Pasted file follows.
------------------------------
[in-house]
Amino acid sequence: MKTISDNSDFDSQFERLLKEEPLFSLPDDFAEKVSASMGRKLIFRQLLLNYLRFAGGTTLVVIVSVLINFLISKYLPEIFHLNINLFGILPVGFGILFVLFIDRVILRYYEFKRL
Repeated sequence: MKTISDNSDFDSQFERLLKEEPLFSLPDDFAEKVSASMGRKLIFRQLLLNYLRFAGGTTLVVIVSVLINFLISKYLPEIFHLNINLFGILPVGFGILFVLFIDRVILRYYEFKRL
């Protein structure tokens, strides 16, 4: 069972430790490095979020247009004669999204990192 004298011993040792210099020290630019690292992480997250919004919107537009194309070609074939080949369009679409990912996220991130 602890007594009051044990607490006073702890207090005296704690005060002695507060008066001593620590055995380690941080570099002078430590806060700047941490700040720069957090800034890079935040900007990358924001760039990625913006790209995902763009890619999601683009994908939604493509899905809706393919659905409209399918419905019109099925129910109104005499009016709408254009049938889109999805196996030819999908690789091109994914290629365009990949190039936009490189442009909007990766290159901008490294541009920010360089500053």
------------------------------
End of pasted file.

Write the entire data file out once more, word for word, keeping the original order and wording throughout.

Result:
[in-house]
Amino acid sequence: MKTISDNSDFDSQFERLLKEEPLFSLPDDFAEKVSASMGRKLIFRQLLLNYLRFAGGTTLVVIVSVLINFLISKYLPEIFHLNINLFGILPVGFGILFVLFIDRVILRYYEFKRL
Repeated sequence: MKTISDNSDFDSQFERLLKEEPLFSLPDDFAEKVSASMGRKLIFRQLLLNYLRFAGGTTLVVIVSVLINFLISKYLPEIFHLNINLFGILPVGFGILFVLFIDRVILRYYEFKRL
């Protein structure tokens, strides 16, 4: 069972430790490095979020247009004669999204990192 004298011993040792210099020290630019690292992480997250919004919107537009194309070609074939080949369009679409990912996220991130 602890007594009051044990607490006073702890207090005296704690005060002695507060008066001593620590055995380690941080570099002078430590806060700047941490700040720069957090800034890079935040900007990358924001760039990625913006790209995902763009890619999601683009994908939604493509899905809706393919659905409209399918419905019109099925129910109104005499009016709408254009049938889109999805196996030819999908690789091109994914290629365009990949190039936009490189442009909007990766290159901008490294541009920010360089500053």